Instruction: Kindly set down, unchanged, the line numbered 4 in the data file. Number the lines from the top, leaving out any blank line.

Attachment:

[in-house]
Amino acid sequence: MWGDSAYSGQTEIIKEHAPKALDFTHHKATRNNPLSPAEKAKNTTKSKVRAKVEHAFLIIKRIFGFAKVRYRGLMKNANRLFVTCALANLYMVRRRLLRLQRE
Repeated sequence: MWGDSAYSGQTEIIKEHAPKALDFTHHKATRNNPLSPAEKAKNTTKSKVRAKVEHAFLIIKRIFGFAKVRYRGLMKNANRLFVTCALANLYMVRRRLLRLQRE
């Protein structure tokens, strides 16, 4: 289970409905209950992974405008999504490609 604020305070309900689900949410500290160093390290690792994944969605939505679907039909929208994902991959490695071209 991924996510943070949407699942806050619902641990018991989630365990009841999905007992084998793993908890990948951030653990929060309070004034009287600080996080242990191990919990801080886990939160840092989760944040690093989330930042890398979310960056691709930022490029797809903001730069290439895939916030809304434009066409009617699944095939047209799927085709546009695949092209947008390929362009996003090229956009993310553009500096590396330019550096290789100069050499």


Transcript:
């Protein structure tokens, strides 16, 4: 289970409905209950992974405008999504490609 604020305070309900689900949410500290160093390290690792994944969605939505679907039909929208994902991959490695071209 991924996510943070949407699942806050619902641990018991989630365990009841999905007992084998793993908890990948951030653990929060309070004034009287600080996080242990191990919990801080886990939160840092989760944040690093989330930042890398979310960056691709930022490029797809903001730069290439895939916030809304434009066409009617699944095939047209799927085709546009695949092209947008390929362009996003090229956009993310553009500096590396330019550096290789100069050499």